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Move to restart economy is driven by state’s rivalry

This article is over 4 years, 2 months old
Issue 2700
Despite the risk, people in Spain are being forced back to work
Despite the risk, people in Spain are being forced back to work (Pic: PA)

Global deaths from the ­coronavirus surpassed 100,000 at the end of last week. In many countries there is no let-up in the grim statistics of infection and deaths.

Yet already governments across the world are anxious to force through a return to work so that profit-making can begin again.

The Tories are torn between ­wanting to end the lockdown and their fear that a sharp rise in the virus death rate could harm them politically.

When the lockdown started Boris Johnson pledged to have a review after three weeks. This deadline passed on Monday. 

Ministers who want to ease the lockdown are themselves split on whether measures should be relaxed at the start of May, when the next review is due, or whether to delay until the end of that month. 

Chancellor Rishi Sunak is said to be among those pushing for an early easing of restrictions.

The government is reported to be considering a sector by sector end to the lockdown.


Transport workers could be one of the first groups to be sent back as part of a drive to “get the economy moving again” that could also see schools re-opened.

The Tories will not want to see international competitors lifting their lockdowns while Britain continues with its constraints.

In Spain restrictions were to be eased on over three million “key ­workers” this week.

The supposed “left” ­government of the Socialist party and the ­once-radical Podemos is gambling with workers’ lives.

Hundreds are still dying every day in a country that has the highest rate of deaths per one million of the population of anywhere in the world.

The number of deaths from the virus rose sharply from 510 on Saturday to 619 on Sunday.

Yet whole sections of the economy are now said to be “safe”. Swathes of industrial and construction sites are having restrictions on working lifted.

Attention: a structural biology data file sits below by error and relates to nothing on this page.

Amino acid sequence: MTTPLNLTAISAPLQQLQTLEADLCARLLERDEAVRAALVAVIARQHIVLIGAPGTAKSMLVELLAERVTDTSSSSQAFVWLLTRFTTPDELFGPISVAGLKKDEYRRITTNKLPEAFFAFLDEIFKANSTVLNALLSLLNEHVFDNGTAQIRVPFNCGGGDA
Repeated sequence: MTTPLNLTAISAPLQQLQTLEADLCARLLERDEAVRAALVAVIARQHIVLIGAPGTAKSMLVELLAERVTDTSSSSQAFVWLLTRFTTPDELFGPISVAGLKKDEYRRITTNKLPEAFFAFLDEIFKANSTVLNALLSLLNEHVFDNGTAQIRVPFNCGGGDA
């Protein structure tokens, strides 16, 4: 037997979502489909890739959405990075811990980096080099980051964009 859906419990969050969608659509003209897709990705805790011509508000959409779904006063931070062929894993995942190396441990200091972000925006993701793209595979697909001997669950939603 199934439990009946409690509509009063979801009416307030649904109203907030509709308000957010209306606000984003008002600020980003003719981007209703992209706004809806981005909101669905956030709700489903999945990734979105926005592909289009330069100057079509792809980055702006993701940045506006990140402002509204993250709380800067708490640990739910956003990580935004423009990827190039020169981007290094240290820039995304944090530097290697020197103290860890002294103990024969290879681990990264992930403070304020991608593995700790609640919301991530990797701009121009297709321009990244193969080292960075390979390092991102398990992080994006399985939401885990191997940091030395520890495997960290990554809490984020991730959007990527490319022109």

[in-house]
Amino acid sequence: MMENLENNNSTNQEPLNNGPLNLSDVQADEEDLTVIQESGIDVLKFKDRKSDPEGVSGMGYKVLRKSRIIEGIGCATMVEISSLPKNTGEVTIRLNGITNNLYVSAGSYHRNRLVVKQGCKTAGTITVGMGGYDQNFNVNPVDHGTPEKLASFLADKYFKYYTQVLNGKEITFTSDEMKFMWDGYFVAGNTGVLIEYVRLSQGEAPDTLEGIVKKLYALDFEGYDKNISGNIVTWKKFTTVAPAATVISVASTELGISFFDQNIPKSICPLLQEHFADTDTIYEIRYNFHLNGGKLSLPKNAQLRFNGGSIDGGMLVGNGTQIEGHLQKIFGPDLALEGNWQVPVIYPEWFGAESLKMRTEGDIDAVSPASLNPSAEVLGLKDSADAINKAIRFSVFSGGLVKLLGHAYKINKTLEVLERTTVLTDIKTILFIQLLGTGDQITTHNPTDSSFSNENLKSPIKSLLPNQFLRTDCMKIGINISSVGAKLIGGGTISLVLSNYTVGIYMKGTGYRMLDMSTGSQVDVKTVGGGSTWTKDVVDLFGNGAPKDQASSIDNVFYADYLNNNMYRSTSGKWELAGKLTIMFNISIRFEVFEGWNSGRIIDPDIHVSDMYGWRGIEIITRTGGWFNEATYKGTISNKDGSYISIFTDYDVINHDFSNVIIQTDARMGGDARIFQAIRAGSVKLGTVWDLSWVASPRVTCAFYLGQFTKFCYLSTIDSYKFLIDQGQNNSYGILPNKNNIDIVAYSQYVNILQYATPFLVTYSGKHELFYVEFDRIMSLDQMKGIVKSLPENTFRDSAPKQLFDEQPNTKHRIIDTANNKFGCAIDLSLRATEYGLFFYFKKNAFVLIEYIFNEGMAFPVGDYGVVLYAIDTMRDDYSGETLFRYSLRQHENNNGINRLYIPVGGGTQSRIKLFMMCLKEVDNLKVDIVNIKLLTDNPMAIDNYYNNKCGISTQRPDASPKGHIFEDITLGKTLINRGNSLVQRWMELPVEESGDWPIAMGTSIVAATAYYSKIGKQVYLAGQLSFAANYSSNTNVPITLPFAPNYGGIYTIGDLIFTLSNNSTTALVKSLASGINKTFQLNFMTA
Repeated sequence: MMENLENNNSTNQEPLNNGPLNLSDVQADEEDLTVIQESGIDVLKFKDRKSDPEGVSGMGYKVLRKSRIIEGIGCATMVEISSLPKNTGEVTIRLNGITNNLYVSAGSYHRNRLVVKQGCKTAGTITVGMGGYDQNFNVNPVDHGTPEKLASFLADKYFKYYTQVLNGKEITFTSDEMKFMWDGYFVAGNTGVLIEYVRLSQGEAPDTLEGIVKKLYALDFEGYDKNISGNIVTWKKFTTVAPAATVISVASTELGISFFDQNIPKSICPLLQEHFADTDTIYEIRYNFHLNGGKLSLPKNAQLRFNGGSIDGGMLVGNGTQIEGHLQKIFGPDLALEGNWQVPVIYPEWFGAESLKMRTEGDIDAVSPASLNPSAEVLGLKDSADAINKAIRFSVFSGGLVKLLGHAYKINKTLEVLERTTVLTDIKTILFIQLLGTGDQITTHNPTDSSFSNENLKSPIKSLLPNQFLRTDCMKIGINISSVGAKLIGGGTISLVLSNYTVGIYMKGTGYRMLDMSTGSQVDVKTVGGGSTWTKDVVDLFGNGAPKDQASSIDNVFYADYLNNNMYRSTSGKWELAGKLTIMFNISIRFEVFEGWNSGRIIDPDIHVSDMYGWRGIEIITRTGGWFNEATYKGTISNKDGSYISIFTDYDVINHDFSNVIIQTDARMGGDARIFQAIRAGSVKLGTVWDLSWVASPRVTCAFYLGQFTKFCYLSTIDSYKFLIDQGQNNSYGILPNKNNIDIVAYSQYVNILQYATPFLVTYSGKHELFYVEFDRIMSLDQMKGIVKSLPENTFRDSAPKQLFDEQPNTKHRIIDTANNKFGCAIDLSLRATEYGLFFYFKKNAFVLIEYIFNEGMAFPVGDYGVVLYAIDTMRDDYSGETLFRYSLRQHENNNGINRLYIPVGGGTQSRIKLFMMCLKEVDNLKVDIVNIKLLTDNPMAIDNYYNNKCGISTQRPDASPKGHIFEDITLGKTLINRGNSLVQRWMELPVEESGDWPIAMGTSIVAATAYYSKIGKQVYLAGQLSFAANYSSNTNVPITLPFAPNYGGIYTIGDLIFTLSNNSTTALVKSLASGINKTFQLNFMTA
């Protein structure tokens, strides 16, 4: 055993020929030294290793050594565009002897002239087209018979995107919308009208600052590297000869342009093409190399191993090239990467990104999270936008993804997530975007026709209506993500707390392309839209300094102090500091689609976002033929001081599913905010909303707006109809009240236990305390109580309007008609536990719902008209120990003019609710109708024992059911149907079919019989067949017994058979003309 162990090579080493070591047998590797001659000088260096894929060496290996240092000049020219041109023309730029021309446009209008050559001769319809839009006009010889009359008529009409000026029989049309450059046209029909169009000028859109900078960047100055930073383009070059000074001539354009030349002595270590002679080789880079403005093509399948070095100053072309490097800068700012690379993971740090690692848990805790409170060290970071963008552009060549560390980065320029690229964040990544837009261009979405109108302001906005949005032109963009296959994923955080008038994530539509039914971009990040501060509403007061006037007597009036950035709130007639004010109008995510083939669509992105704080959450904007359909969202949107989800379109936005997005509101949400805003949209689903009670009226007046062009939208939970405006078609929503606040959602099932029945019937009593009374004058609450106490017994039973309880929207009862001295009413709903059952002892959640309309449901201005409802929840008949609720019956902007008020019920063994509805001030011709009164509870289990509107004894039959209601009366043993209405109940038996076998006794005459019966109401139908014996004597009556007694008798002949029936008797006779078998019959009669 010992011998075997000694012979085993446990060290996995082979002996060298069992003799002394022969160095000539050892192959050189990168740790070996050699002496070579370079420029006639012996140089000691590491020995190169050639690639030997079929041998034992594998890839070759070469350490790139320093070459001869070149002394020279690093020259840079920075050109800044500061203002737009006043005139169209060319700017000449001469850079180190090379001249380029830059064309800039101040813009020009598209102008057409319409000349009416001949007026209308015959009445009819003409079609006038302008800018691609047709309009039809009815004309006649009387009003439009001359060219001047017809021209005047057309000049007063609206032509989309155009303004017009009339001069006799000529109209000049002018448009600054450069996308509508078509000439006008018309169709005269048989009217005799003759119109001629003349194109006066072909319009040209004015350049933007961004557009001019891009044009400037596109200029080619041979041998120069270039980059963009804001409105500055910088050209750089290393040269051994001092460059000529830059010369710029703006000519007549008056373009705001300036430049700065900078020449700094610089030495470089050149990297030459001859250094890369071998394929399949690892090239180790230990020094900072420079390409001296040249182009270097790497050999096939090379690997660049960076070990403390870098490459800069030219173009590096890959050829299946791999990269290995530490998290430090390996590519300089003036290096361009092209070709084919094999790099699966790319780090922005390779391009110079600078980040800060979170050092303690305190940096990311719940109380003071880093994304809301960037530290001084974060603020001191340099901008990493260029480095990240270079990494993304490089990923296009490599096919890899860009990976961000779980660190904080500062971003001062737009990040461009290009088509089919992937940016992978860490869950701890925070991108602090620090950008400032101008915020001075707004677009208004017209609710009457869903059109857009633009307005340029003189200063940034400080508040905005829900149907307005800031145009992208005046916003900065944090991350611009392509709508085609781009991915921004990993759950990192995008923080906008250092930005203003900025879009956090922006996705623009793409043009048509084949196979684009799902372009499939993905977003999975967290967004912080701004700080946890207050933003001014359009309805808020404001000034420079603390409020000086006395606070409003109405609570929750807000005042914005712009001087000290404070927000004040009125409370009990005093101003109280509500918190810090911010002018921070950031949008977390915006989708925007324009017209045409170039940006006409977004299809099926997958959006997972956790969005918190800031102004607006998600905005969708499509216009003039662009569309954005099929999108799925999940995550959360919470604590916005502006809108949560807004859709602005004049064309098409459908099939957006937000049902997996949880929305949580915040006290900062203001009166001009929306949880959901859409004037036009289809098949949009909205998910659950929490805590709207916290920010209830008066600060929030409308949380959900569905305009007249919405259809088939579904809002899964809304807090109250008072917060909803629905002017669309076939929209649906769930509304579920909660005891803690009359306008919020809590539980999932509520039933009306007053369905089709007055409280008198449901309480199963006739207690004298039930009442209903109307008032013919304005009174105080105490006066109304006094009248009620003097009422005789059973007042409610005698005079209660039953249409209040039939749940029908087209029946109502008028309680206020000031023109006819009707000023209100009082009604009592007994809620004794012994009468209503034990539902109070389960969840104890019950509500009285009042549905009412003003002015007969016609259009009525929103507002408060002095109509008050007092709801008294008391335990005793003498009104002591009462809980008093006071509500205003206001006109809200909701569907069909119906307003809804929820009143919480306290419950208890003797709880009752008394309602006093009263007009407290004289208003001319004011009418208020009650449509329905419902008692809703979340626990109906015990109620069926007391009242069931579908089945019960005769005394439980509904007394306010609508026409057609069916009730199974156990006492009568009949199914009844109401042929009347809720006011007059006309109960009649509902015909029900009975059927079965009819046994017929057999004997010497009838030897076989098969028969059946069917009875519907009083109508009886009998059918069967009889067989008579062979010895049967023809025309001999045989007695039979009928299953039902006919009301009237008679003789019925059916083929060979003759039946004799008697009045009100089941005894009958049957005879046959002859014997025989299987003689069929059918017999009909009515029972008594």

In addition petrol stations, ­tobacconists, pet food shops, ­e-commerce operations and dry cleaners will be allowed to operate.

In Italy, one of the hardest hit countries, prime minister Giuseppe Conte said Italy, “can’t wait for the virus to disappear completely” before restarting the economy.

He has announced that, after talks with Italy’s unions, some businesses would reopen soon.

A return to work while death tolls are still rising could lead to a “deadly resurgence” of the virus, according to the World Health Organisation.

But despite this profits are at the forefront of the minds of the ruling elite. This attitude was exemplified by Mervyn King, who was the ­governor of the Bank of England during the 2008 financial crash.

“I think that given that a vaccine is a long way away, an exit strategy is going to be a process of trial and error,” he said.

Workers must not be forced to go back to work. And “trial and error” will result in many more deaths. 

Union leaders must be pushed not to agree any such return to work until it is genuinely safe.

Iran risks ‘second wave’

Iranian president Hassan Rouhani relaxed social distancing rules last week.

He urged businesses considered to be “low risk” to reopen.

Most companies in the capital Tehran were not due to reopen formally until 18 April, but travel has already intensified, leading to a build-up of traffic.

Figures released on Sunday showed that 117 people had died from Covid-19 in the previous 24 hours.

The number of newly infected people was 1,657. This is down from the figure of 2,875 some eleven days ago but remains high.

Iran’s senior medical organisation expressed concern that the relaxation “was being introduced without considering the scientific and executive justifications for the project, or the threat that the past efforts of all people, officials and medical staff will be wasted”.

Reopening businesses that are now closed might lead to a “second wave of coronavirus” said the chair of Tehran city council.

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